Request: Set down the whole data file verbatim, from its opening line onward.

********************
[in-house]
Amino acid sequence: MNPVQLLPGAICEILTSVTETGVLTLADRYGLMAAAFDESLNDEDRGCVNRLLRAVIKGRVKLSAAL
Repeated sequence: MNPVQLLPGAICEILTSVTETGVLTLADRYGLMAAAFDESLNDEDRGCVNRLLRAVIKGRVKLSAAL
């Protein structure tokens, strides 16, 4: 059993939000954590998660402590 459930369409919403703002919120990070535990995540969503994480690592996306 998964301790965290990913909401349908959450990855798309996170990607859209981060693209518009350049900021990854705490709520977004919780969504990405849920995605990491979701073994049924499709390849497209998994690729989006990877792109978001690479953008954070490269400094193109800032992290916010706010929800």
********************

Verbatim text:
[in-house]
Amino acid sequence: MNPVQLLPGAICEILTSVTETGVLTLADRYGLMAAAFDESLNDEDRGCVNRLLRAVIKGRVKLSAAL
Repeated sequence: MNPVQLLPGAICEILTSVTETGVLTLADRYGLMAAAFDESLNDEDRGCVNRLLRAVIKGRVKLSAAL
């Protein structure tokens, strides 16, 4: 059993939000954590998660402590 459930369409919403703002919120990070535990995540969503994480690592996306 998964301790965290990913909401349908959450990855798309996170990607859209981060693209518009350049900021990854705490709520977004919780969504990405849920995605990491979701073994049924499709390849497209998994690729989006990877792109978001690479953008954070490269400094193109800032992290916010706010929800």